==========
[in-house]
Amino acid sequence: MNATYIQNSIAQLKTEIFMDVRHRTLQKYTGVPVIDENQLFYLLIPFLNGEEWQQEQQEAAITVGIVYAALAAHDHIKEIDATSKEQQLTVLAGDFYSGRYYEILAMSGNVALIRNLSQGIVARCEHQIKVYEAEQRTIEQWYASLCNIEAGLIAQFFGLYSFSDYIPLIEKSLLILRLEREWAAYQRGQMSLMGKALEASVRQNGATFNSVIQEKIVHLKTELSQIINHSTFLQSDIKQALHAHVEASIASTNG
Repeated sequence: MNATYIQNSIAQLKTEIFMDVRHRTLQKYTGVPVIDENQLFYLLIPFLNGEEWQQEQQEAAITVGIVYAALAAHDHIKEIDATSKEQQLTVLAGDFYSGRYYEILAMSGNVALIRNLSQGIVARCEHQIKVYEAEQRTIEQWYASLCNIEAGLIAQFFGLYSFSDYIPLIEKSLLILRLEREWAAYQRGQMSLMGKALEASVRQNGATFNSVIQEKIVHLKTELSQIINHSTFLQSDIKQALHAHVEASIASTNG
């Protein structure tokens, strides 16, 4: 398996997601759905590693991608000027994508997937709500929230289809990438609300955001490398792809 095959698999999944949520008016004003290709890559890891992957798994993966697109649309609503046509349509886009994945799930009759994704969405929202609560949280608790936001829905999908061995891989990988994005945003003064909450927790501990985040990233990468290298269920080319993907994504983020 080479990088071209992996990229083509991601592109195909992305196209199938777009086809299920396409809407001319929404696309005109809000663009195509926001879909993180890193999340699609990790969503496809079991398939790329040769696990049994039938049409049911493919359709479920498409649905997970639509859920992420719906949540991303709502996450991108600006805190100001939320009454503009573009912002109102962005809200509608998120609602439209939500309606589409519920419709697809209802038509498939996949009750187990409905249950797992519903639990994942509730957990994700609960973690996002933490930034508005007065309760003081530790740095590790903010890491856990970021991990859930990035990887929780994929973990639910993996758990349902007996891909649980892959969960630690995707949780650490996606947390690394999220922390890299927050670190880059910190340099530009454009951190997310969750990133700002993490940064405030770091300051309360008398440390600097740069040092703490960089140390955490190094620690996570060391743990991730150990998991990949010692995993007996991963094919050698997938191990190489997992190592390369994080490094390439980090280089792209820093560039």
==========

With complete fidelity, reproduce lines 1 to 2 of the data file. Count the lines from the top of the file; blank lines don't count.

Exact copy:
[in-house]
Amino acid sequence: MNATYIQNSIAQLKTEIFMDVRHRTLQKYTGVPVIDENQLFYLLIPFLNGEEWQQEQQEAAITVGIVYAALAAHDHIKEIDATSKEQQLTVLAGDFYSGRYYEILAMSGNVALIRNLSQGIVARCEHQIKVYEAEQRTIEQWYASLCNIEAGLIAQFFGLYSFSDYIPLIEKSLLILRLEREWAAYQRGQMSLMGKALEASVRQNGATFNSVIQEKIVHLKTELSQIINHSTFLQSDIKQALHAHVEASIASTNG